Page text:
Scott Longley – 2015 Review – UK Racing & bookies spend Christmas apart

Scott Longley

With the BHA’s ‘Approved Betting Partner’ (ABP) status set to commence next January, the relationship between UK racing and bookmakers has reached its lowest ebb. Scott Longley examines the debate regarding the proposed racing right, and whether any all-round resolution can be reached in 2016


It may be the season of peace and goodwill but it would be a minor miracle if UK racing and large swathes of the bookmaking industry were to be seen sharing a mug of egg nog this year. In fact, you would be hard pressed to find a more rancorous relationship right now than the one that exists between the two.

To give a full picture of how we got to a situation where Fred Done from Betfred has taken to the pages of the racing press to denounce the “high-handed” demands of the racing industry while racing itself has seemingly turned its back on one of its largest sources of sponsorship income would take far longer than this short article.

Suffice it to say, the history of the long and sometimes tetchy partnership between the sport of kings and the betting fraternity would be an epic tome which would feature an awful lot of war and very little peace.

The latest spat is would appear to be particularly ill-timed given the ongoing debate regarding the proposed racing right. Although the government has now officially given the nod for the current levy scheme to continue for another year at the present rate of 10.75% of horseracing gross win revenue, that decision deliberately gave the swerve to the knotty issue of the leakage of potential levy payments due from the offshore operators.

Indeed, the government statement expressed some frustration at having to get involved at all, with the joint statement from the secretary of state for culture John Whittingdale and the minister of sport Tracey Crouch suggesting the government was “disappointed” that the Horserace Betting Levy Board and the bookmakers committee were unable to reach an agreement. If by forcing the issue of the current levy to be adjudicated by the government racing thought it might be able speed the introduction of a racing right, then the somewhat peeved government response would suggest it had the opposite effect.

That many of the firms represented by the committee are also the major high-street firms that do pay a levy on their land-based bookmaking operations is just one of the complexities of the situation. A casual observer might therefore be somewhat bemused that big names such as Ladbrokes, William Hill, Coral and the aforementioned Done’s Betfred are among the list of the missing from the BHA’s new Approved Betting Partner (APB) scheme. And then we come to Paddy Power, also excluded for not agreeing to an offshore levy rate but soon to merge with Betfair which has just signed up as an ABP alongside bet365 and 32Red.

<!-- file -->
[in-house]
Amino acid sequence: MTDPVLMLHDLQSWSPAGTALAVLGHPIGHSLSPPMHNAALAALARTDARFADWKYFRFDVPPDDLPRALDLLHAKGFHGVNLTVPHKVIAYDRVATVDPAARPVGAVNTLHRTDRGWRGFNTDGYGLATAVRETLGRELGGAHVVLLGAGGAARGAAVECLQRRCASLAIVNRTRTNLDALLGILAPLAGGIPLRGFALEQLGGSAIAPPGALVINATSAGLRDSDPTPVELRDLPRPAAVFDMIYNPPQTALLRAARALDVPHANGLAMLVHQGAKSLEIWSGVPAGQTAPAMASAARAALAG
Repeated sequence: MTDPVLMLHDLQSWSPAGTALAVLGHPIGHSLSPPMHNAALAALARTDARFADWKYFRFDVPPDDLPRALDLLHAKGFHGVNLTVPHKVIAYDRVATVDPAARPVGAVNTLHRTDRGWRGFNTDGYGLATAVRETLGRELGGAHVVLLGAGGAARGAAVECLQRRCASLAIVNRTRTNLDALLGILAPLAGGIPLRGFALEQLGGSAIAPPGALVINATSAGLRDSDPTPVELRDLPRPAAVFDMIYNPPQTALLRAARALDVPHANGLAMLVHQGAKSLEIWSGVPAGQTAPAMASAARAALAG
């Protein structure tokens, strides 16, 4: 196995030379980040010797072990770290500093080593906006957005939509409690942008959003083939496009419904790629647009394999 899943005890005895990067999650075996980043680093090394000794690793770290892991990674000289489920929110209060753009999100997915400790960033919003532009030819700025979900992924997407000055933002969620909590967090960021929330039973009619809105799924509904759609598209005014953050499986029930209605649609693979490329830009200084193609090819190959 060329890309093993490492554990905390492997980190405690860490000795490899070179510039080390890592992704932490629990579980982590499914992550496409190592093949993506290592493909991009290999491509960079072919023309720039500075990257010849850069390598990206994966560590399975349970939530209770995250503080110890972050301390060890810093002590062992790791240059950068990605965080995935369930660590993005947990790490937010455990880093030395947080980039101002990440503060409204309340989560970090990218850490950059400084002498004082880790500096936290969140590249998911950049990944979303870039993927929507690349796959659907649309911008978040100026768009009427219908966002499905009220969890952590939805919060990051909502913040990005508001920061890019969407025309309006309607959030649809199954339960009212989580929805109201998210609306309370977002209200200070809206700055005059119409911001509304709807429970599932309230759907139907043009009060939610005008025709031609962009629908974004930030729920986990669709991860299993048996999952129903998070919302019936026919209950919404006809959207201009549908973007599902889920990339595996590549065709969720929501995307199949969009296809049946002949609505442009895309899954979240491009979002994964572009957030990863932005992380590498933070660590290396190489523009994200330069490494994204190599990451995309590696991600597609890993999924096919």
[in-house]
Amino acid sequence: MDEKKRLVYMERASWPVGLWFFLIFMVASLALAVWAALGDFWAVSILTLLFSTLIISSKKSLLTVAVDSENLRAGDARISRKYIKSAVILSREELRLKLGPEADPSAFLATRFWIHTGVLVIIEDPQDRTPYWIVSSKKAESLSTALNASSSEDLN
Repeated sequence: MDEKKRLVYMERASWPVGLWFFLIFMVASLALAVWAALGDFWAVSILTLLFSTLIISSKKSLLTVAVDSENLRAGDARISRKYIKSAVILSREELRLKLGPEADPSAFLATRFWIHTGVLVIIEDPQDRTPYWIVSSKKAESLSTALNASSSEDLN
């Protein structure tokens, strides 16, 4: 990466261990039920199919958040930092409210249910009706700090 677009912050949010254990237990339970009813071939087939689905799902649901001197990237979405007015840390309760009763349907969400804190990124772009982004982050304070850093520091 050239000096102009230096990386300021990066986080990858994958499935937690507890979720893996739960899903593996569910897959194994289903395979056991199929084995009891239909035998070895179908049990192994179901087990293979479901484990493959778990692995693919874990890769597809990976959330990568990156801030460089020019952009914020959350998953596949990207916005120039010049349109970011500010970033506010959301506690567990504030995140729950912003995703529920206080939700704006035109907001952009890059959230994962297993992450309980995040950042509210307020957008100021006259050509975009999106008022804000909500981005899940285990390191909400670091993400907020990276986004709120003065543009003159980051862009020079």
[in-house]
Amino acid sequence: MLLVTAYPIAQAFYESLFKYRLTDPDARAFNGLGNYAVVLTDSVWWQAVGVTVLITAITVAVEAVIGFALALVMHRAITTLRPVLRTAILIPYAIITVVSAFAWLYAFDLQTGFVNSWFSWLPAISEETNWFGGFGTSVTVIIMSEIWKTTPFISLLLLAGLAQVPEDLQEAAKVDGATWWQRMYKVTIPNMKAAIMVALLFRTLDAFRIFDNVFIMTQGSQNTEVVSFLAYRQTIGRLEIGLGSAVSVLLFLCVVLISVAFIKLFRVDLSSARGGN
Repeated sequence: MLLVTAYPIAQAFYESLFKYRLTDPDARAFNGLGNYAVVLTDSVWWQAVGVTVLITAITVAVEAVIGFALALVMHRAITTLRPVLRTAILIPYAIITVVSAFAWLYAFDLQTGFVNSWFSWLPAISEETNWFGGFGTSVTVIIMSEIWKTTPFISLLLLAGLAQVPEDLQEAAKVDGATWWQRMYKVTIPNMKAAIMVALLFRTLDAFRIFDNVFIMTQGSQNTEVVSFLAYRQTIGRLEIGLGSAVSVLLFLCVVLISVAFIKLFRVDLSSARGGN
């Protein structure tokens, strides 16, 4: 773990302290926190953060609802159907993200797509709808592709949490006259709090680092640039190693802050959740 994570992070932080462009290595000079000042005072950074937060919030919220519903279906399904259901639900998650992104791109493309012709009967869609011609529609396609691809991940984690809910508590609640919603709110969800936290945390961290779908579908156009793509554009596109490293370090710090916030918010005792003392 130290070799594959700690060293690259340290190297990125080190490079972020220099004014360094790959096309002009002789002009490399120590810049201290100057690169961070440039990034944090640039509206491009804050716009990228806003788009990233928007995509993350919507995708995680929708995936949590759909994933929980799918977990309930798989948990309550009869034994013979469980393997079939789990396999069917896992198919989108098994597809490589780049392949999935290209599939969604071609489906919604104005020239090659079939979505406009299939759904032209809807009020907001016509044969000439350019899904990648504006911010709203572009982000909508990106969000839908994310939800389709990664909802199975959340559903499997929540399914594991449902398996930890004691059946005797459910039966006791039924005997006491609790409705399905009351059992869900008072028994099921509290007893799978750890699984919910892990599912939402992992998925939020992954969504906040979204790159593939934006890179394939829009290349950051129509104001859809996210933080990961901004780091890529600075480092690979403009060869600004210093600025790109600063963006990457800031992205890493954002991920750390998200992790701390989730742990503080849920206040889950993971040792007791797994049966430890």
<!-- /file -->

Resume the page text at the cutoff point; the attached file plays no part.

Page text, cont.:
At heart the dispute is all about money, and specifically the amount that racing feels it is due from the bookies, both online and offline, and what the bookies themselves feel is fair. We do at least have a benchmark for the rate that the BHA deems acceptable – it is whatever gross win percentage the three which have so far signed up to the ABP scheme have agreed to. Unfortunately, we have been left guessing as to the actual rate but the deal with Betfair goes through to 2019 and sources suggest this three-year agreement has been done at a reduced rate.

We also know that in the negotiations with the levy board the bookmakers committee made an offer with regard to what they thought would be an acceptable rate for the whole industry to pay on their collective offshore revenues from racing.

So we have two rates, and presumably there is enough of a gap between the two for the BHA to feel that the lower rate doesn’t not go far enough in covering what it believes is a £30m shortfall in funding caused by offshore leakage.

Bookmaker sources suggest that the industry was more than willing to move some way towards racing’s position in the failed levy negotiations, and offered a blended rate based on both land-based and online revenues and which takes account of the escalating cost of media rights payments. The offer was rejected, and hence the referral to the secretary of state.

But if we are to see peace in our time here then there will have to be some movement between the two positions, perhaps with whatever the presumed discount Betfair likely received as some form of guide. Otherwise, we are likely to see more than just some levy leakage as bookmakers seek sponsorship opportunities elsewhere.

Indeed, we now have another shortfall – the gap between what is paid by Betfair and bet365 and what is now possibly lost in sponsorship money (32Red’s payments will be miniscule in comparison). Notably, Coral took the opportunity of the dispute over ABP status to announce a new deal with Leopardstown racecourse in Ireland to sponsor the whole card at a meeting in January. In putting the case for the sponsorship, Coral spokesperson Simon Clare suggested the meeting provided the “perfect platform to promote the… benefits of our online and mobile betting service to Irish racing fans and punters”. It might be a while before UK punters hear Coral say the same thing about them.



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